Pressure injuries and skin tears can be classified using a staging system. This staging system provides a consistent method of assessing, documenting and communicating the extent of the injury.
Effective management and treatment of pressure injuries and skin tears depends on their stage or classification.
Classifying pressure injuries
For pressure injuries, examine the:
- location, size and depth of pressure injury
- appearance of wound bed
- condition of wound edges and surrounding skin
- odour, amount and types of exudate
- level of pain and discomfort1.
Pressure injuries can be classified using a staging system:
- Stage 1 – non-blanchable erythema
- Stage 2 – partial thickness skin loss
- Stage 3 – full thickness skin loss
- Stage 4 – full thickness tissue loss
- Unstageable – depth unknown
- Suspected deep tissue injury – depth unknown2.
Use a validated pressure injury healing assessment scale to evaluate the healing progress of the pressure injury:
- Pressure Ulcer Scale for Healing (PUSH)
- Bates-Jensen Wound Assessment Tool (BWAT)
- Sessing Scale3.
Classifying skin tears
For skin tears, examine the:
- location and duration of skin tear
- size and depth
- wound bed characteristics and percentage of viable and non-viable tissue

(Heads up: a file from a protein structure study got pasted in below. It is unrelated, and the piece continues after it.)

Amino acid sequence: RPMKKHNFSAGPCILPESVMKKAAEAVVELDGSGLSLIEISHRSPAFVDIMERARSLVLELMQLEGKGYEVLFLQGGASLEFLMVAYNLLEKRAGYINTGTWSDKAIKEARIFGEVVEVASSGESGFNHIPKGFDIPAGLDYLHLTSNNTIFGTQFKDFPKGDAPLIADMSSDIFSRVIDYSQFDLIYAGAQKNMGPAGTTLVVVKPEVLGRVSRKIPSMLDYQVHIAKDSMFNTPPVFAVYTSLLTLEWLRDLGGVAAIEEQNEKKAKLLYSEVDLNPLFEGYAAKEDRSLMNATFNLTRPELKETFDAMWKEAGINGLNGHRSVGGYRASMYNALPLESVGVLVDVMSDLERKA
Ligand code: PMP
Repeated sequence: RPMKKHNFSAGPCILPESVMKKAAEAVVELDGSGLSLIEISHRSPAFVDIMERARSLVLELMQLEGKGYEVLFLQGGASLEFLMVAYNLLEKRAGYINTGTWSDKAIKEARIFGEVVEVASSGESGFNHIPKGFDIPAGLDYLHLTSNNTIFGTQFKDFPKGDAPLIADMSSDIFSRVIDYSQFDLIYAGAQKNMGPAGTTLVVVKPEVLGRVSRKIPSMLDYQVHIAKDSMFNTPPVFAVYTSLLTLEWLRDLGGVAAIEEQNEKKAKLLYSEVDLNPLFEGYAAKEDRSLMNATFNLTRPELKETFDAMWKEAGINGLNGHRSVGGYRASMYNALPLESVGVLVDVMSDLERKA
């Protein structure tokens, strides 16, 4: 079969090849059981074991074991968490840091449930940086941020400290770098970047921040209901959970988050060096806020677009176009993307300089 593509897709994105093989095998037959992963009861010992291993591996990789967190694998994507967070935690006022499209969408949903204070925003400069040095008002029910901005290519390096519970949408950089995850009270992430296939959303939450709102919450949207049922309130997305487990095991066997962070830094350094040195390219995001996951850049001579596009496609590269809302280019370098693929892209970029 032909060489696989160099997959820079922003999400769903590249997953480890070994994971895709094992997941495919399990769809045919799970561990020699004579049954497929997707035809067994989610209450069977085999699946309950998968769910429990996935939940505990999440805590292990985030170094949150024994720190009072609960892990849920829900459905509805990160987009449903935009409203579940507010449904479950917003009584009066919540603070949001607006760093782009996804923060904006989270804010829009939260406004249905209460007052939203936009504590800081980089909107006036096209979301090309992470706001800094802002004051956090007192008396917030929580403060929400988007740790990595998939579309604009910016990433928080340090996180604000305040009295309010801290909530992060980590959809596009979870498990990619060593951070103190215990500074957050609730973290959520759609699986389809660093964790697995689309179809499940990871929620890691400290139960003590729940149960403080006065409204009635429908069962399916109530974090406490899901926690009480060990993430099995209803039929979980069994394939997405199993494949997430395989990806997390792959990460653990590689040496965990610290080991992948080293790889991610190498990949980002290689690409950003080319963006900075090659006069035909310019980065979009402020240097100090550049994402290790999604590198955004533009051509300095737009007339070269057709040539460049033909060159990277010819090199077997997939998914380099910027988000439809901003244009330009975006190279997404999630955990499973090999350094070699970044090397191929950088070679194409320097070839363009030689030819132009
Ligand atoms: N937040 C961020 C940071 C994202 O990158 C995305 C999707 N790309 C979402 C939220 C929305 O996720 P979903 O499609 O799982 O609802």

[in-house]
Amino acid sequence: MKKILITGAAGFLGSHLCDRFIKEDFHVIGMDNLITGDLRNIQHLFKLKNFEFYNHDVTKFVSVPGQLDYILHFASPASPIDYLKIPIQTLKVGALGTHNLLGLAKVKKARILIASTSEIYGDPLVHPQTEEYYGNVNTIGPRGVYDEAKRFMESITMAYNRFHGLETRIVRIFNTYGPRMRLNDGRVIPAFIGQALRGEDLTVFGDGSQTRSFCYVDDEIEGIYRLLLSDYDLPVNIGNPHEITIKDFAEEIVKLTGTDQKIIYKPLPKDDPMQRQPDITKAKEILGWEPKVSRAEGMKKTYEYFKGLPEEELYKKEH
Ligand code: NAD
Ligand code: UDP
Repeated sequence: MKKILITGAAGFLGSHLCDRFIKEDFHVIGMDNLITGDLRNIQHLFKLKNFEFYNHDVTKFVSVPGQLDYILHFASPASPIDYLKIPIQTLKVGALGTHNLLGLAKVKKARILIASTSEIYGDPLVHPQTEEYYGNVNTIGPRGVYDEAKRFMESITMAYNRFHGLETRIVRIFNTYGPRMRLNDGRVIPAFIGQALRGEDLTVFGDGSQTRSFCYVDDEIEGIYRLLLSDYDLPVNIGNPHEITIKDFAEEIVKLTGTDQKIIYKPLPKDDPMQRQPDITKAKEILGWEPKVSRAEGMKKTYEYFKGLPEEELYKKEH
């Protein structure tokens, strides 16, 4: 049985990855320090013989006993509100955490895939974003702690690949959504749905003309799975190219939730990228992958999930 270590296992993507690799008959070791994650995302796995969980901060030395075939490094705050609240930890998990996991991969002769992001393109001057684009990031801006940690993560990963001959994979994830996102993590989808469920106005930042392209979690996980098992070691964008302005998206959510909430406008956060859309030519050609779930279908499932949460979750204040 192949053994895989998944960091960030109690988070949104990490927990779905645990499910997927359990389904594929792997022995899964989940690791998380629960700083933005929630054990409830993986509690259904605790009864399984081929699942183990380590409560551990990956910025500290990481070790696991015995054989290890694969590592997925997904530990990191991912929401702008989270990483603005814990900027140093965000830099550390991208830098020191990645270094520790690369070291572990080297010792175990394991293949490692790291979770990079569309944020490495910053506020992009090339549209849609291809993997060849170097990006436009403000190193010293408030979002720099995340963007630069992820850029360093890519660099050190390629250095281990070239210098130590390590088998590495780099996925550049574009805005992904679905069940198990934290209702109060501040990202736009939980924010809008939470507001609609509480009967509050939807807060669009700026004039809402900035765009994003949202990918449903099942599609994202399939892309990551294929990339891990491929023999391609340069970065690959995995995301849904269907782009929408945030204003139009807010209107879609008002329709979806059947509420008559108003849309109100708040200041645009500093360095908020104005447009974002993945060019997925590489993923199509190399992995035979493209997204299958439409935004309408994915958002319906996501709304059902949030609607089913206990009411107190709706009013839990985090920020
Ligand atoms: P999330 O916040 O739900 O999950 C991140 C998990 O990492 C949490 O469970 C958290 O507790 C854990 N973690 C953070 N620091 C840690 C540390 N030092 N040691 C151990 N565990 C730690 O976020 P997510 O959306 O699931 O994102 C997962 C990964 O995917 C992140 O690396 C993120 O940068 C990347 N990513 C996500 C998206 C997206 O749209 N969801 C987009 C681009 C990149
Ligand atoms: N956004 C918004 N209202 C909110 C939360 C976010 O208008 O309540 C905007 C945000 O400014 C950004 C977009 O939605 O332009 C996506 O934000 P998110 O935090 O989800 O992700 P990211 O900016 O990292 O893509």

- type and amount of exudate
- presence of bleeding or haematoma
- degree of flap necrosis
- integrity of surrounding skin
- signs and symptoms of infection
- associated pain4.
Skin tears can be classified according to the Skin Tear Audit Research (STAR) classification system:
- Category 1a – a skin tear where the edges can be realigned to the normal anatomical position (without undue stretching) and the skin or flap colour is not pale, dusky or darkened
- Category 1b – a skin tear where the edges can be realigned to the normal anatomical position (without undue stretching) and the skin or flap colour is pale, dusky or darkened
- Category 2a – a skin tear where the edges cannot be realigned to the normal anatomical position and the skin or flap colour is not pale, dusky or darkened
- Category 2b – a skin tear where the edges cannot be realigned to the normal anatomical position and the skin or flap colour is pale, dusky or darkened
- Category 3 – a skin tear where the skin flap is completely absent
If a patient has a pressure injury or skin tear, consider whether you should refer the patient to a wound specialist.
1. Department of Health, Preventing and Managing Pressure Injuries, 2014, Sector Performance, Quality and Rural Health, Victorian Governement, Department of Health.
2. Australian Wound Management Association, Pan Pacific Clinical Practice Guideline for the Prevention and Management of Pressure Injury, 2012: Cambridge Media Osborne Park, WA.
3. Ferrell, B.A., B.M. Artinian, and D. Sessing, The Sessing scale for assessment of pressure ulcer healing. J Am Geriatr Soc, 1995. 43(1): p. 37-40.
4. Stephen-Haynes, J. and K. Carville, Skin tears made easy. Wounds International, 2011. 2(4): p. 1-6.